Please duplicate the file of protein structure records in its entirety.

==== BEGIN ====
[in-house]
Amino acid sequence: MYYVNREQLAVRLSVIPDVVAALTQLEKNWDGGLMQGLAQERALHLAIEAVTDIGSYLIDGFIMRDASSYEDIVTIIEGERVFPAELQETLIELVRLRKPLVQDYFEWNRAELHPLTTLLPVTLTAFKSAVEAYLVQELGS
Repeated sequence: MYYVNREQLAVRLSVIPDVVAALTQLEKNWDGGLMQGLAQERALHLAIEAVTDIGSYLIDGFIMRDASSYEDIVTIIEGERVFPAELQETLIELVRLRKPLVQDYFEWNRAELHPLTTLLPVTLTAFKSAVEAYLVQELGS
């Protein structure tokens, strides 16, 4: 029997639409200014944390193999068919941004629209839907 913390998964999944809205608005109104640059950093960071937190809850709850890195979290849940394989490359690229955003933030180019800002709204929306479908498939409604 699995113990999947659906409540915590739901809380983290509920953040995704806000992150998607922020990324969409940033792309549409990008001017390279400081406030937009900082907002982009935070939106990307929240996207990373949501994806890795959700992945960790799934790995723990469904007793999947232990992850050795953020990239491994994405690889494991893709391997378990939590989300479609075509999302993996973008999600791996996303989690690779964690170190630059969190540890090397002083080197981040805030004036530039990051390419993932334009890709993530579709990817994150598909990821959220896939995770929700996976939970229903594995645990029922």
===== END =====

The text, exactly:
[in-house]
Amino acid sequence: MYYVNREQLAVRLSVIPDVVAALTQLEKNWDGGLMQGLAQERALHLAIEAVTDIGSYLIDGFIMRDASSYEDIVTIIEGERVFPAELQETLIELVRLRKPLVQDYFEWNRAELHPLTTLLPVTLTAFKSAVEAYLVQELGS
Repeated sequence: MYYVNREQLAVRLSVIPDVVAALTQLEKNWDGGLMQGLAQERALHLAIEAVTDIGSYLIDGFIMRDASSYEDIVTIIEGERVFPAELQETLIELVRLRKPLVQDYFEWNRAELHPLTTLLPVTLTAFKSAVEAYLVQELGS
């Protein structure tokens, strides 16, 4: 029997639409200014944390193999068919941004629209839907 913390998964999944809205608005109104640059950093960071937190809850709850890195979290849940394989490359690229955003933030180019800002709204929306479908498939409604 699995113990999947659906409540915590739901809380983290509920953040995704806000992150998607922020990324969409940033792309549409990008001017390279400081406030937009900082907002982009935070939106990307929240996207990373949501994806890795959700992945960790799934790995723990469904007793999947232990992850050795953020990239491994994405690889494991893709391997378990939590989300479609075509999302993996973008999600791996996303989690690779964690170190630059969190540890090397002083080197981040805030004036530039990051390419993932334009890709993530579709990817994150598909990821959220896939995770929700996976939970229903594995645990029922």